Planners OK rezoning to thwart multifamily dwellings in N. Philly
The Philadelphia City Planning Commission recommended approval of three bills on Tuesday that would implement portions of the Lower North District Plan, one of 18 neighborhood plans being undertaken as part of the Philadelphia2035 citywide remapping.
The three bills were introduced by 5th District Councilman Darrell Clarke, and they impact the area bounded roughly by Cecil B. Moore Avenue, Lehigh Avenue, Broad Street, Ridge Avenue, and Glenwood Avenue. (These boundaries are very rough; for specific boundaries, download the zoning maps here, here, and here.)
Most significantly, all three bills would rezone large swaths of the area from multifamily residential use to single-family residential use. Particularly in the blocks further west of Broad Street, the bills downzone properties to prevent further conversions to multiunit residences. The recommendations were based on the district planning process, and were a response in part to an increase in student housing built over the last decade.
City planner David Fecteau, who presented the bill, said that the Commission had fielded some concerns that downzoning the area would stifle development. He said that was unlikely, however. Even with the downzoning, Fecteau said, there is enough vacant land in the impacted area to handle development, at the current rate, for the next 20 years.
Other aspects of the bills would allow corner commercial properties an expanded array of uses, change the classifications on commercially zoned properties that are used for other purposes, and rezone traditional industrial properties to Industrial/Commercial Mixed-Use (ICMX) zoning.
Judith Robinson, a Strawberry Mansion resident who was involved during the Lower North planning, said that moving to insulate single-family blocks from multiunit student housing was happening "a day late and a dollar short." She also said that community members should have had more time to weigh in on the specific changes made in the bills. (One of the bills went before City Council's Rules Committee and was approved last week; the other two will be subject to a committee hearing that hasn't been scheduled yet.)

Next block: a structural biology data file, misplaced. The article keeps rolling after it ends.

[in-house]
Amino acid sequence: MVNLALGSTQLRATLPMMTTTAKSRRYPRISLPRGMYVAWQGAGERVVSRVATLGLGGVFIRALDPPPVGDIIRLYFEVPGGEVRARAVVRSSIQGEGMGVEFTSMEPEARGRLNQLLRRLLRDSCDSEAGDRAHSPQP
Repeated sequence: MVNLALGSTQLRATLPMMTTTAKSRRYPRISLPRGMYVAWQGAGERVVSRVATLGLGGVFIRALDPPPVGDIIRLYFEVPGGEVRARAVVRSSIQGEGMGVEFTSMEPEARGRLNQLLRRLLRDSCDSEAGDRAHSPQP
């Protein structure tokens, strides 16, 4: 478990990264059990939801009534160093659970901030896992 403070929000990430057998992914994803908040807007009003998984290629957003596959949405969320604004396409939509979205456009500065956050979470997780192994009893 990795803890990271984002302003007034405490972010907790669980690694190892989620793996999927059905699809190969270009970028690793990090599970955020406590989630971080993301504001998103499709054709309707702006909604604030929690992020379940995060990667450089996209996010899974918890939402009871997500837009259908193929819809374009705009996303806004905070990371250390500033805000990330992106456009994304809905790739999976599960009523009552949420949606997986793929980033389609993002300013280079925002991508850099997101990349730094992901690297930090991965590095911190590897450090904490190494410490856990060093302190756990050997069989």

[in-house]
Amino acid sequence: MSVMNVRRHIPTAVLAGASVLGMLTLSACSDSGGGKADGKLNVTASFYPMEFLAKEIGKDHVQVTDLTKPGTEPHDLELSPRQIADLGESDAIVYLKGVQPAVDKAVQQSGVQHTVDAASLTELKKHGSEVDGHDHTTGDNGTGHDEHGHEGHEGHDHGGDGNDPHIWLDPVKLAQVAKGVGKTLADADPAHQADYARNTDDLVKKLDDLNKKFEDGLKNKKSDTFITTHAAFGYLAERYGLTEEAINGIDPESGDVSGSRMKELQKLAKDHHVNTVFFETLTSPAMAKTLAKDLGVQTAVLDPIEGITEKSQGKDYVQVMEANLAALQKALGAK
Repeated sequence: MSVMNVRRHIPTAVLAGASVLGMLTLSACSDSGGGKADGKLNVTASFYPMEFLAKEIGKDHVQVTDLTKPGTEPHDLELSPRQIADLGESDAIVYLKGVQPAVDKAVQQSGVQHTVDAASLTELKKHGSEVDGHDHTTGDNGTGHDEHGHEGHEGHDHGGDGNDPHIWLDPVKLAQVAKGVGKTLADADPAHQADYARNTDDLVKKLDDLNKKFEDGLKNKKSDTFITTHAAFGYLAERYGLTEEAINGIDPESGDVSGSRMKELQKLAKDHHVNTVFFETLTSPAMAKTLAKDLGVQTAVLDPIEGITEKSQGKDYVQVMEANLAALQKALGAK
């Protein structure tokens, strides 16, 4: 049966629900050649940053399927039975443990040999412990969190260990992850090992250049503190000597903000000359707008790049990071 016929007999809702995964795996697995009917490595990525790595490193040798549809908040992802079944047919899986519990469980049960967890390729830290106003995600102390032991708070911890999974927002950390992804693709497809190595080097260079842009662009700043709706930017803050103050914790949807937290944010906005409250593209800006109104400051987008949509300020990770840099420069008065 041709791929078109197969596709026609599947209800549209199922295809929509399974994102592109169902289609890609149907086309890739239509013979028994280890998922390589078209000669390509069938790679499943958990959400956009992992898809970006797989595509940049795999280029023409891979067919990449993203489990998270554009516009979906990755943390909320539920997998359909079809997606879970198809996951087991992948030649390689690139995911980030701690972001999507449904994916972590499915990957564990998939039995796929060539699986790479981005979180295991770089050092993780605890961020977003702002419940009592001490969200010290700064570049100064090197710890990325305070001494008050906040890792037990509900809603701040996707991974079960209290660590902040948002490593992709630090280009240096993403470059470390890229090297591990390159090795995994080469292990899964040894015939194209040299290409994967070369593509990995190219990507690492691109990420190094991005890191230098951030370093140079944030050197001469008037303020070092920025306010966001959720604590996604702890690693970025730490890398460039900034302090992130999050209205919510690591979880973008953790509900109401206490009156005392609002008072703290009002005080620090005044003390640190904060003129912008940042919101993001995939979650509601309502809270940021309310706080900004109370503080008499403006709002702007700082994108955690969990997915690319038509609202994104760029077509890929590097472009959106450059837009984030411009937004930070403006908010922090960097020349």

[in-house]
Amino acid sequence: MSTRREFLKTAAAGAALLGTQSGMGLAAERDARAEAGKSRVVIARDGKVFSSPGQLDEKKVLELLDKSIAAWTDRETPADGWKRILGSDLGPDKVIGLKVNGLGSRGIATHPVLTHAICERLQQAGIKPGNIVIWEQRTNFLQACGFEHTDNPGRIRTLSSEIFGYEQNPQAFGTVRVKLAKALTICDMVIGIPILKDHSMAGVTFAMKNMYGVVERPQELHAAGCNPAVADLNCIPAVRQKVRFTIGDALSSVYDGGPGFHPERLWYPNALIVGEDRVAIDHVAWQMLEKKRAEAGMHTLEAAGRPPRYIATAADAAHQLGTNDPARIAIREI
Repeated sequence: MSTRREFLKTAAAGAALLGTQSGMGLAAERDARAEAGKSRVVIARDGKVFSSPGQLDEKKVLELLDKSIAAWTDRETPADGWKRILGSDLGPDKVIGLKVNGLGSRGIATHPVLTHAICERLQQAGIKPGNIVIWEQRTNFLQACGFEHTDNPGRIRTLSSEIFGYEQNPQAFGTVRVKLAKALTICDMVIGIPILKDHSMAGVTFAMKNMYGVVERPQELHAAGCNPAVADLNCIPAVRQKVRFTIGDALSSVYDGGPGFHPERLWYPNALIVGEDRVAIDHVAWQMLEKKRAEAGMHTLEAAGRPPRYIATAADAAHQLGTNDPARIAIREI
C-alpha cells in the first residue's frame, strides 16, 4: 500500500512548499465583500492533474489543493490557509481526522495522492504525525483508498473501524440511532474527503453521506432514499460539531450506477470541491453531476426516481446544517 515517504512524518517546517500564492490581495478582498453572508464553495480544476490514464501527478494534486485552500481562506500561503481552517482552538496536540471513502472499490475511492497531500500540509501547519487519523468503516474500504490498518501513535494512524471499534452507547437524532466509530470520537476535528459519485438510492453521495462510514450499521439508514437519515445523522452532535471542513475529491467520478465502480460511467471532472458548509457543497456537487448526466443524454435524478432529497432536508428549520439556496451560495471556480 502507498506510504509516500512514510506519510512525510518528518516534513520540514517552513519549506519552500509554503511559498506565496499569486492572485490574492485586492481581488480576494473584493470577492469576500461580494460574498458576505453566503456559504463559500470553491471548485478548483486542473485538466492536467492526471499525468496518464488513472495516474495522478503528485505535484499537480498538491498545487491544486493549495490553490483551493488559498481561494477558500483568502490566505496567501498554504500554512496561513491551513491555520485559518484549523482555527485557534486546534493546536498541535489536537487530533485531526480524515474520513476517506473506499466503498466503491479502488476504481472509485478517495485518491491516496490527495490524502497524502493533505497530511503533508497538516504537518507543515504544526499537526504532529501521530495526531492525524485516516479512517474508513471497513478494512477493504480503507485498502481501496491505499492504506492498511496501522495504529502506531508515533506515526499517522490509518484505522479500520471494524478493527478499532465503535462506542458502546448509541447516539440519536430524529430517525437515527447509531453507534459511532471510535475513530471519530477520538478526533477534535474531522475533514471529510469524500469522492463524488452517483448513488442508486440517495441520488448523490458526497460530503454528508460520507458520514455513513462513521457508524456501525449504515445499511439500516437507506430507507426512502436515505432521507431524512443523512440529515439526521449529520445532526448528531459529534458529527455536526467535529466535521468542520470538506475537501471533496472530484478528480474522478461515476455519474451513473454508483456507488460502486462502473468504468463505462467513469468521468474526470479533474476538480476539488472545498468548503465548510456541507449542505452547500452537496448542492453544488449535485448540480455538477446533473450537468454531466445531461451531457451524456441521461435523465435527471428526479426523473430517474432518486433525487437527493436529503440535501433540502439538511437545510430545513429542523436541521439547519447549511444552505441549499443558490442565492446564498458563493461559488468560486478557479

Robinson also said that a number of zoning hearings concerning North Philadelphia are coming up, and she wishes the Planning Commission staff would recommend disapproval of zoning variances more often.
Aissia Richardson, a leader in the Uptown Entertainment and Development Corporation, emphasized the need for there to be time for community input in all aspects of the planning and remapping. Dave Fecteau said that Council President Clarke's office had decided to move the bills quickly because Clarke is receiving a glut of phone calls about problems with Temple students in the area.
Commissioner Beth Miller encouraged residents to attend a meeting of her group, Community Design Collaborative, next month for details on a design charette concerning closed school buildings in the area. The presentation and panel discussion will be held Friday, Nov. 14, from 4 p.m. to 6 p.m., at the Center for Architecture at 1218 Arch St.
After the testimony, the Commission voted unanimously to recommend approval of all three zoning bills.
The Commission also voted in support of four corrective rezoning bills. Those bills would impact:
Two small areas of Society Hill, including the Superfresh grocery store and state liquor store on South 5th Street;
A parcel at Oregon Avenue, Front Street, and the Delaware Expressway;
A property at Cedar and Venango streets in Port Richmond;
And a church property at Rising Sun Avenue and Tabor Road in Olney.
The Commission asked for another month to review another set of remapping bills introduced in City Council last week.
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